The recreational activities of children and young people in particular are being strengthened. The Finnish model for leisure activities in Helsinki offers free hobbies in all comprehensive schools in Helsinki. The activities have been made permanent and included in the Youth Act. The model aims to reach especially those children and young people who do not have hobbies. The Culture Kids activities are continued by including a new age group every year. For older people, cultural instructor activities and companion activities are developed. Volunteering and peer activities and cooperation with organisations is developed extensively.
Physical activity is promoted through cooperation between divisions, targeting the least active population groups and raising awareness of opportunities for physical activity and exercise for all residents. Physical activity is promoted in every early childhood education unit, comprehensive school and upper secondary school. Methods and tools for bringing up physical activity are developed extensively in health and social services. The workplace and mental wellbeing of City employees is strengthened by increasing opportunities for physical activity. The status of physical activity is strengthened in the care culture of hospital, rehabilitation and nursing services by means of a mobility agreement. The exercise and physical activity of older people is promoted in cooperation between the City’s operators, organisations and companies.
The implementation of healthy lifestyles is promoted through means such as nutrition training for professionals and the use of digital tools. Wellbeing cafés are organised for children and young people, and the use of the Finger operating model for older people is strengthened. Development related to memory-friendliness is also being strengthened during the council term. Substance abuse prevention methods are strengthened through measures targeted at different population groups, and the service chain for substance abuse and addiction in families with children is developed.
Good community relations are promoted by increasing interaction between individuals and influencing people’s sense of security and attitudes. The pluralism of residents and their equal opportunities for participation and influence have been strengthened, anti-polarising approaches have been introduced in youth work, and City employees have been trained in the use of dialogical, constructive discussion methods, which have been used in the discussion of controversial issues or those that are of concern to a wide audience, such as changes in services. In Helsinki’s participatory budgeting OmaStadi, the participation of population groups identified as underrepresented in previous rounds is promoted at all stages of the process, equality is supported and multi-channel communication is strengthened, taking into account different population groups and city districts. The children’s rights perspective is addressed through UNICEF’s Child Friendly Cities work.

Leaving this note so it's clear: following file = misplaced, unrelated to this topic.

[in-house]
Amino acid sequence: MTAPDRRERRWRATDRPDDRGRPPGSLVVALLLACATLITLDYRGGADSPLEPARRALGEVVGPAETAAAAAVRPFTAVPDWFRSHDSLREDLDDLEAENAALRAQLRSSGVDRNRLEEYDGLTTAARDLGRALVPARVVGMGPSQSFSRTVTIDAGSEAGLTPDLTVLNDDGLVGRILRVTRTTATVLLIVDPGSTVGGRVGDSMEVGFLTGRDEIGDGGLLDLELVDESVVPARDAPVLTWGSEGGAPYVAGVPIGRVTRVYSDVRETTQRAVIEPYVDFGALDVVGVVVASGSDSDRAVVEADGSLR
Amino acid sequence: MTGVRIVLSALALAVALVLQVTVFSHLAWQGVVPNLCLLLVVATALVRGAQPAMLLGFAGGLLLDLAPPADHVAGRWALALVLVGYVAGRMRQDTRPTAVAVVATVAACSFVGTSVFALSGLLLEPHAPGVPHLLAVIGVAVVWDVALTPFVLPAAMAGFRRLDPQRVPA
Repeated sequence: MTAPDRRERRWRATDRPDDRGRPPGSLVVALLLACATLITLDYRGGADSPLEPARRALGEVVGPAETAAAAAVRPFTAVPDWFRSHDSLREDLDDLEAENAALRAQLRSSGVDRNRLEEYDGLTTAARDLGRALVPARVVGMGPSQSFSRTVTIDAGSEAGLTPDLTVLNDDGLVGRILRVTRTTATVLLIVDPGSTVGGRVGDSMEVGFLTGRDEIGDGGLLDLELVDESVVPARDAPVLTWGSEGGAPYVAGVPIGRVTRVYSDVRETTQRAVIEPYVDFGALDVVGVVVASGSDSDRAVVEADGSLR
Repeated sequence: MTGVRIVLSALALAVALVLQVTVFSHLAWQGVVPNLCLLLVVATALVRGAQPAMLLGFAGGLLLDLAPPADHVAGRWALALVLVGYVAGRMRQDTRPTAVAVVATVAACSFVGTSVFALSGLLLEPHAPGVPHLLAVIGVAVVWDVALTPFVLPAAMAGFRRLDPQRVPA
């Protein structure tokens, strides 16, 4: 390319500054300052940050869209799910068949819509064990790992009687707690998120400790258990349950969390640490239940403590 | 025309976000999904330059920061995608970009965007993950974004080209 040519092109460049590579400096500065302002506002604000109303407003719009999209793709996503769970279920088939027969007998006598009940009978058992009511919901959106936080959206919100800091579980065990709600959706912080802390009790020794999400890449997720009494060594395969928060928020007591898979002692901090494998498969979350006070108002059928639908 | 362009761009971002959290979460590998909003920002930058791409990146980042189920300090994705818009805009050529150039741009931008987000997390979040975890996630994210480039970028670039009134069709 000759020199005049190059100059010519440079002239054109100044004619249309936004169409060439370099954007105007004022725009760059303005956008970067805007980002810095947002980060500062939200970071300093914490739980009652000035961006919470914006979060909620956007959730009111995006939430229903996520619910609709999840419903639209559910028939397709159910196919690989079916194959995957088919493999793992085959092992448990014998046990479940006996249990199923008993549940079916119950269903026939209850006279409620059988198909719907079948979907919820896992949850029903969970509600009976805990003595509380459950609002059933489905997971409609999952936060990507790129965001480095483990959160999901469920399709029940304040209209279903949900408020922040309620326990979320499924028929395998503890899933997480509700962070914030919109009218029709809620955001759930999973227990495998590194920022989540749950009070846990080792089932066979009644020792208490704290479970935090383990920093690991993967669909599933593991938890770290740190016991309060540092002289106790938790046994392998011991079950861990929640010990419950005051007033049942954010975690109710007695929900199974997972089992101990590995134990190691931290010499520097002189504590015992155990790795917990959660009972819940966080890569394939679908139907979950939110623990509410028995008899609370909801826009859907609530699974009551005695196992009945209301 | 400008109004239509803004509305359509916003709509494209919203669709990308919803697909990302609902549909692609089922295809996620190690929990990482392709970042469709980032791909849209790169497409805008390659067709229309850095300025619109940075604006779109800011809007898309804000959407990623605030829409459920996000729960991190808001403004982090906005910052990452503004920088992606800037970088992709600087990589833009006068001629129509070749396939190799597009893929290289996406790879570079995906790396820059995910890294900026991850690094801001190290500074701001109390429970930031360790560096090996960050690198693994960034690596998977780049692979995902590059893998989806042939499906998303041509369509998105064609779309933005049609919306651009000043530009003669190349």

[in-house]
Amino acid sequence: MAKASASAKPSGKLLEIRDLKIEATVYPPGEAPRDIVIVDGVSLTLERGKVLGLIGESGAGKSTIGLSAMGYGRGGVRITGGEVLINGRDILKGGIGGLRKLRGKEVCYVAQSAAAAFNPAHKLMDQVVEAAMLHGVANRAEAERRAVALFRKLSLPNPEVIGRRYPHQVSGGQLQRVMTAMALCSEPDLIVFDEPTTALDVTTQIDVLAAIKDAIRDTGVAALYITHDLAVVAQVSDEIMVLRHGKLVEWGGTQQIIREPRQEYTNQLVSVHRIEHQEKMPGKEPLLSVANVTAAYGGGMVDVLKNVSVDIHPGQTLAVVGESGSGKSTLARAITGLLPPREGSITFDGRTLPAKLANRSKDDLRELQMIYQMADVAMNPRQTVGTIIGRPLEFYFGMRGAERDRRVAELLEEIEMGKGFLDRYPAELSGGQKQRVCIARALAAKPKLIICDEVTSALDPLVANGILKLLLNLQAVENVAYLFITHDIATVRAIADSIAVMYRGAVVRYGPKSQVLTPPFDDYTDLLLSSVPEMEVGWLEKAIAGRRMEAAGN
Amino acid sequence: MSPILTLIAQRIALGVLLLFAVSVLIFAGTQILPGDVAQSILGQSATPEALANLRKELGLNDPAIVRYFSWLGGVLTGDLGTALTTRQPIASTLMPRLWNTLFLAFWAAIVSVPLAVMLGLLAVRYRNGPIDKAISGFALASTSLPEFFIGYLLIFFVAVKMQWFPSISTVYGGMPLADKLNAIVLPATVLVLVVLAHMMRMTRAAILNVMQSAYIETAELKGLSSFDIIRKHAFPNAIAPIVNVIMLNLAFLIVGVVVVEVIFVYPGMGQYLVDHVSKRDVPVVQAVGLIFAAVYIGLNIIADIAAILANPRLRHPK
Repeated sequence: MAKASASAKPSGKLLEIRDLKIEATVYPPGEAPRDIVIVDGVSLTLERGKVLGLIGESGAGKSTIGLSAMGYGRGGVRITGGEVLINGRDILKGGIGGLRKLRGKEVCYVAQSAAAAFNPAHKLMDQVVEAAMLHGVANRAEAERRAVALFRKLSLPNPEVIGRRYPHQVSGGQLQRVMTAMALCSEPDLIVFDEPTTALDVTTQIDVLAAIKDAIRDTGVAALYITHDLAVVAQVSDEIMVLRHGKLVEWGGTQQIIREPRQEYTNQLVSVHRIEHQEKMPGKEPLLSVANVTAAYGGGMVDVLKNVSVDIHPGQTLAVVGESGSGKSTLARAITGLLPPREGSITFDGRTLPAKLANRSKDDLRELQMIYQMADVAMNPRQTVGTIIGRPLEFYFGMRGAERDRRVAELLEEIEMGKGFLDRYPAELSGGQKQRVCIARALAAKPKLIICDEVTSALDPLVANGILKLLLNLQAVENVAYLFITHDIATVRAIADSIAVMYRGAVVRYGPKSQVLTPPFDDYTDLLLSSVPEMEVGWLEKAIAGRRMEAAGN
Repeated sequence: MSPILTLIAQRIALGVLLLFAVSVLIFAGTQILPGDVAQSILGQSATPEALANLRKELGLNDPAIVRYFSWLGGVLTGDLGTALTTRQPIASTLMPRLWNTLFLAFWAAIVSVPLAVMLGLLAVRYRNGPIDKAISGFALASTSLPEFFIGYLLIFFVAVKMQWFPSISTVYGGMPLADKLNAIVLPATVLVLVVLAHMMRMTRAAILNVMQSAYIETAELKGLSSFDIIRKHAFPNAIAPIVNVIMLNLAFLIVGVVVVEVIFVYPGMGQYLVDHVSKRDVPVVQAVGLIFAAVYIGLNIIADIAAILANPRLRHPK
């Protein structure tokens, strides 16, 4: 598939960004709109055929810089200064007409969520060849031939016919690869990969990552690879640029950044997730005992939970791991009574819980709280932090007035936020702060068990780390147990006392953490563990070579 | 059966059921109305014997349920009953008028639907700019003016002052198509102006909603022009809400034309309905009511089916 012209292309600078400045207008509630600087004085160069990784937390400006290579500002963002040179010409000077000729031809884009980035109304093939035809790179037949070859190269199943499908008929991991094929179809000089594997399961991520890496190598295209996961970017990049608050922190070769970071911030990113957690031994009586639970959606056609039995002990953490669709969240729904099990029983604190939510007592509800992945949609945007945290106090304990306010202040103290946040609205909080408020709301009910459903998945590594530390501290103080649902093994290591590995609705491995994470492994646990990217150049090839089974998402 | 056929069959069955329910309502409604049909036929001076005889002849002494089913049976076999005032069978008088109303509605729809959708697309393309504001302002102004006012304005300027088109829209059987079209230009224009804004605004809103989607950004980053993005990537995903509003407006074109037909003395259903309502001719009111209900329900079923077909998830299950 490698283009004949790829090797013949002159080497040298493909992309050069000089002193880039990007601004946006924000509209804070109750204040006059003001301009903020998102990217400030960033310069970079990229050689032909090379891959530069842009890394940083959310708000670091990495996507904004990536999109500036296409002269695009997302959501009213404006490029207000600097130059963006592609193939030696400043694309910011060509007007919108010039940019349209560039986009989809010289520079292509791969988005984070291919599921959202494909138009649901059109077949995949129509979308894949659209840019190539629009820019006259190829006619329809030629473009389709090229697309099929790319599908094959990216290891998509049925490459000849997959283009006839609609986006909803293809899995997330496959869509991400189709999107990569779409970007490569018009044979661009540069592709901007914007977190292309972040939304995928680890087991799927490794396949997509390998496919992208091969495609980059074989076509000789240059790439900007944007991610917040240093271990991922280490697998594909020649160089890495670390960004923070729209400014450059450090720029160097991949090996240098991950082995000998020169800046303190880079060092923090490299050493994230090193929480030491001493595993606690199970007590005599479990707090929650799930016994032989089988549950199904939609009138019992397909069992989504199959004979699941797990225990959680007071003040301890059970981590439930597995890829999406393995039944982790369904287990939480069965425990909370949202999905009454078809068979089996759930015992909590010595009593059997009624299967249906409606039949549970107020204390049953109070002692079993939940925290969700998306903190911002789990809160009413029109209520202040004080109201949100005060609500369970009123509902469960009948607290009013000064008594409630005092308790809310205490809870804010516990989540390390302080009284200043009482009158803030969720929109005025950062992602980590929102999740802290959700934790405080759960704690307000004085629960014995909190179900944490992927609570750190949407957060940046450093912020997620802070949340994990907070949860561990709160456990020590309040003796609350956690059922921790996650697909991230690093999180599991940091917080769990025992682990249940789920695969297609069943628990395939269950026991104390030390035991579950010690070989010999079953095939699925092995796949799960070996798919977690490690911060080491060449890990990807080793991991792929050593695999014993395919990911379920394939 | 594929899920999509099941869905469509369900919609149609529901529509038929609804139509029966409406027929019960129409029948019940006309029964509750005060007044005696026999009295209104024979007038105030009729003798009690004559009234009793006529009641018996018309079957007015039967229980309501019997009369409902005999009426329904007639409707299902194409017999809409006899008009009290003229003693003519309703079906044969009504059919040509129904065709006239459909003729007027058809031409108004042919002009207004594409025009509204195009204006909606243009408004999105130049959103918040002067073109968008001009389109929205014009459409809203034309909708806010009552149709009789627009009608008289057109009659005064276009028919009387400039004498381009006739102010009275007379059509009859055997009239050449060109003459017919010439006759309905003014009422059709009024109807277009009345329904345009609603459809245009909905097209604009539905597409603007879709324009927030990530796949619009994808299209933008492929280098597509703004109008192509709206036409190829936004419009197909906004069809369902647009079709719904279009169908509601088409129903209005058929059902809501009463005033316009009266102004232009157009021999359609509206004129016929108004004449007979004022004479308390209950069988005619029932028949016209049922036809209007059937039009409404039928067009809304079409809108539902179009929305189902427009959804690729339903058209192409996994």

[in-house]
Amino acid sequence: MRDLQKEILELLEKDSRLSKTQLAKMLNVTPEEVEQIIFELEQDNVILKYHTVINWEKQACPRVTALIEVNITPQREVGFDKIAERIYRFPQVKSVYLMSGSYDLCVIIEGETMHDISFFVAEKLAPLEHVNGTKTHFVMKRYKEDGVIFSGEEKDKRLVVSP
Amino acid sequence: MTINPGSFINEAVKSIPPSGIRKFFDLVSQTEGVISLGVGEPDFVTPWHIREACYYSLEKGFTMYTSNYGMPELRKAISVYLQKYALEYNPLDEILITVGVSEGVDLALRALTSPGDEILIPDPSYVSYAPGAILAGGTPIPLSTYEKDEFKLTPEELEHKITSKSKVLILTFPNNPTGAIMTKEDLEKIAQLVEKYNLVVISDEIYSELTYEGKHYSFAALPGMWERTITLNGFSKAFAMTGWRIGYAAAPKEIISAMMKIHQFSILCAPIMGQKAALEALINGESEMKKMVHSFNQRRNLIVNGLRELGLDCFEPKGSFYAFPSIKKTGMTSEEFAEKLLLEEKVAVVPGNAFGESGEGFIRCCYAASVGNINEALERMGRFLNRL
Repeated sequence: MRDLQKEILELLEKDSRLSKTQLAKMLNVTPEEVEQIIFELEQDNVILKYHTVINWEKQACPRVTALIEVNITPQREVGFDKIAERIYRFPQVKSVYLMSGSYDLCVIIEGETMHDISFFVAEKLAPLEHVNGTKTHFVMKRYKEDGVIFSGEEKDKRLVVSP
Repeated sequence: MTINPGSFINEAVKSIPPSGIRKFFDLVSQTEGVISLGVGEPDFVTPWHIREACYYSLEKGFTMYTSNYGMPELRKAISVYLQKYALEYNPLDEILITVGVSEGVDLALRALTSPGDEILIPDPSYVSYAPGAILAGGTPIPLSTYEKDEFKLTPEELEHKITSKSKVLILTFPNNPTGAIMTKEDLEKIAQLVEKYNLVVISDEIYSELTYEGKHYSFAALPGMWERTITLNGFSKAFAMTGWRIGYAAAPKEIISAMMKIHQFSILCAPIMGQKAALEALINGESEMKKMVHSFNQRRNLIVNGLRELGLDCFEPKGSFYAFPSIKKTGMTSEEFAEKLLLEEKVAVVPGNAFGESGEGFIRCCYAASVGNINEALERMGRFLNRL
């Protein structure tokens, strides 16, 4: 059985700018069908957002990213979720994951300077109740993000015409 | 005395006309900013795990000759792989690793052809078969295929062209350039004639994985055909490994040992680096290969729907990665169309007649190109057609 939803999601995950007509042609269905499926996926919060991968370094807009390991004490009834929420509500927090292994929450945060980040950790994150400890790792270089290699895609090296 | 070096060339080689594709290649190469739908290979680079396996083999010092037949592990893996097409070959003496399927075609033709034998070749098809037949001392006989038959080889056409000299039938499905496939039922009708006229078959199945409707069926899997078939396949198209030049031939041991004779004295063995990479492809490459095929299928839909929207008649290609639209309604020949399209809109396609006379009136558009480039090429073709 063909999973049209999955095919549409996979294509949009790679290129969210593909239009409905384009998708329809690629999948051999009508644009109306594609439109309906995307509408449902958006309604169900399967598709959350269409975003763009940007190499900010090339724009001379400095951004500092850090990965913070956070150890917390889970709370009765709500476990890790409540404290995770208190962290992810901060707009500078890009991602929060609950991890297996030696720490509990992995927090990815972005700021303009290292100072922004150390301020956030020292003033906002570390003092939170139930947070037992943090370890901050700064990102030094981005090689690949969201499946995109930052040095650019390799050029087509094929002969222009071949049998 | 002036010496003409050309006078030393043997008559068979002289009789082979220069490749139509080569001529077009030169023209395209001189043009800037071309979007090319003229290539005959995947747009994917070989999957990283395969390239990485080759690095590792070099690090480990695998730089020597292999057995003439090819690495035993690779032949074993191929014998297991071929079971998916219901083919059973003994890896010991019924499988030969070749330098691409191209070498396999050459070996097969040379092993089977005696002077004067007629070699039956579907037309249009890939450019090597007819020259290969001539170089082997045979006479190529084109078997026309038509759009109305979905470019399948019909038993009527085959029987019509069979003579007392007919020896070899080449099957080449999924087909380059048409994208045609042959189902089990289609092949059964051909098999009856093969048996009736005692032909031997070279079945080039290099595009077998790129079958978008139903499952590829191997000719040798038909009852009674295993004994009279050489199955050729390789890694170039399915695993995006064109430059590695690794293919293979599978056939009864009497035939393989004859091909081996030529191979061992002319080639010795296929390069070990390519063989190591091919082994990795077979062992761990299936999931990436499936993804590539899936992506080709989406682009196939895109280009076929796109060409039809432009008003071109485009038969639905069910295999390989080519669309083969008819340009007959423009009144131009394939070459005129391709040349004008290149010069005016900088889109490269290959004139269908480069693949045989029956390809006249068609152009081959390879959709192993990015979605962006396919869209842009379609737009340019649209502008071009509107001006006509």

Residents’ daily environments are influenced by identifying and addressing safety challenges in different neighbourhoods. Planning guidelines for the walking environment and the improvement of the safety of pedestrian crossings promote safe mobility in urban areas. The Percentage for Art principle gives city residents the opportunity to experience and encounter art in their neighbourhoods. Furthermore, the City addresses the increasing violence in close relationships and local factors that undermine safety, and raises awareness among residents about the safety of their homes and neighbourhoods.
- The majority of Helsinki residents feel that their quality of life and health is good and are happy.
- Service chain work has been launched in mental health services for children and young people, in substance abuse and mental health work for older people, and with families experiencing violence in close relationships.
- Common Approach training for mental wellbeing has been launched in the divisions. In addition to this, several other training programmes for mental wellbeing skills are underway.
- The Finnish model for leisure activities has been established and offers free hobbies in all comprehensive schools in Helsinki. Hobby groups currently reach around 30% of the target group.
- More than 7,000 upper secondary level students have been reached through the Liikuntacoach activities.
- There is a growing understanding of the importance of daily physical activity. Hundreds of thousands of Helsinki residents have been reached through campaigns, events, websites and materials.
Areas for development:
- With the exception of young children, the average Helsinki resident engages in too little physical activity and is too sedentary for their health, compared to national recommendations for physical activity.
- There are differences in quality of life, health and happiness depending on perceived income adequacy.
- Mental wellbeing challenges and increased loneliness experienced by children and young people, as well as psychological strain among the adult population, are more common in Helsinki than in the country as a whole, and there are still challenges in the development of early support.
- There is significant variation in the prevalence of morbidity and public diseases between the districts of Helsinki. Digital self-care services for the city’s residents need to be improved to better reach the residents.
- Children and young people’s experiences of inclusion have deteriorated and the gender gap in wellbeing has increased.
- Despite the numerous measures taken, excess weight and obesity have not decreased in Helsinki. Excess weight is a significant challenge in terms of public health.
- There are projects, experiments and good practices, but there are challenges in getting them established.